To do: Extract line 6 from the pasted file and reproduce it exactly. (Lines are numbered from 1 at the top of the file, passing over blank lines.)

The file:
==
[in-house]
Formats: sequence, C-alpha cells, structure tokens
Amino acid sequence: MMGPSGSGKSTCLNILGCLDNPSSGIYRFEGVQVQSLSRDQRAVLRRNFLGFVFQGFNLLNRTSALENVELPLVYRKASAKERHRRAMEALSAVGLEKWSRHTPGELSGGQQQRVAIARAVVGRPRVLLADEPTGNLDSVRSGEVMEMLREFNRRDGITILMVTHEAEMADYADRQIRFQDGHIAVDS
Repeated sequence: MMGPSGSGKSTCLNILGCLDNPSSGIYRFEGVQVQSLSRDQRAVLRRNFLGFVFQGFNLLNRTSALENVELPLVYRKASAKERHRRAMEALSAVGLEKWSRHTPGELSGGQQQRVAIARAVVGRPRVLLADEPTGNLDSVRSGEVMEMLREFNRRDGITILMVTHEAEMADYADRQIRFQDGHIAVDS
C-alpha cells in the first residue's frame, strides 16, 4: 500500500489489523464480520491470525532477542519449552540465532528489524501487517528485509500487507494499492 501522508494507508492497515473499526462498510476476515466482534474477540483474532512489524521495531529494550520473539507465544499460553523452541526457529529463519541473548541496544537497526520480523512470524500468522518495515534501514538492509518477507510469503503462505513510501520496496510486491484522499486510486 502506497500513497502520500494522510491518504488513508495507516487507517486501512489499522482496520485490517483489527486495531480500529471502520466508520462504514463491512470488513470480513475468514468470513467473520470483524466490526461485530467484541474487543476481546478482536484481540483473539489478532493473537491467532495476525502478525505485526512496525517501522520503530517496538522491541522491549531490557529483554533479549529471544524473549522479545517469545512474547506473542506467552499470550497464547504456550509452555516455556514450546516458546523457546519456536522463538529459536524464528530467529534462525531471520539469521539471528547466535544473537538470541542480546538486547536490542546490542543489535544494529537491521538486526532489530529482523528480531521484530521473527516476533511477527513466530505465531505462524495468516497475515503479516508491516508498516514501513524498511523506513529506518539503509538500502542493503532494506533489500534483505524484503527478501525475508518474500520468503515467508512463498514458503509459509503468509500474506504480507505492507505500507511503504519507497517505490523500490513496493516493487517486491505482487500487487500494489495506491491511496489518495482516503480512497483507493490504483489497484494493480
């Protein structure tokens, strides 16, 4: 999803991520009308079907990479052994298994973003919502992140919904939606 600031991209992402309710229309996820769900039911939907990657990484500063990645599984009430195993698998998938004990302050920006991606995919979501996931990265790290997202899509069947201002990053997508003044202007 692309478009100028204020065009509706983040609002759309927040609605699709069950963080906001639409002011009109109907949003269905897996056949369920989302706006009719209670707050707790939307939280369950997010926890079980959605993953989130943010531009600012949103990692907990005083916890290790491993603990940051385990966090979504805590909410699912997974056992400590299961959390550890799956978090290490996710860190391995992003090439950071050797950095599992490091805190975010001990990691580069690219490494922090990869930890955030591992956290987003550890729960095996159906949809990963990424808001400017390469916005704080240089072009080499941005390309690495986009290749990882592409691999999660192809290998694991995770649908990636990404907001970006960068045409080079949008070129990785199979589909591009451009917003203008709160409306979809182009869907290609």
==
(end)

């Protein structure tokens, strides 16, 4: 999803991520009308079907990479052994298994973003919502992140919904939606 600031991209992402309710229309996820769900039911939907990657990484500063990645599984009430195993698998998938004990302050920006991606995919979501996931990265790290997202899509069947201002990053997508003044202007 692309478009100028204020065009509706983040609002759309927040609605699709069950963080906001639409002011009109109907949003269905897996056949369920989302706006009719209670707050707790939307939280369950997010926890079980959605993953989130943010531009600012949103990692907990005083916890290790491993603990940051385990966090979504805590909410699912997974056992400590299961959390550890799956978090290490996710860190391995992003090439950071050797950095599992490091805190975010001990990691580069690219490494922090990869930890955030591992956290987003550890729960095996159906949809990963990424808001400017390469916005704080240089072009080499941005390309690495986009290749990882592409691999999660192809290998694991995770649908990636990404907001970006960068045409080079949008070129990785199979589909591009451009917003203008709160409306979809182009869907290609």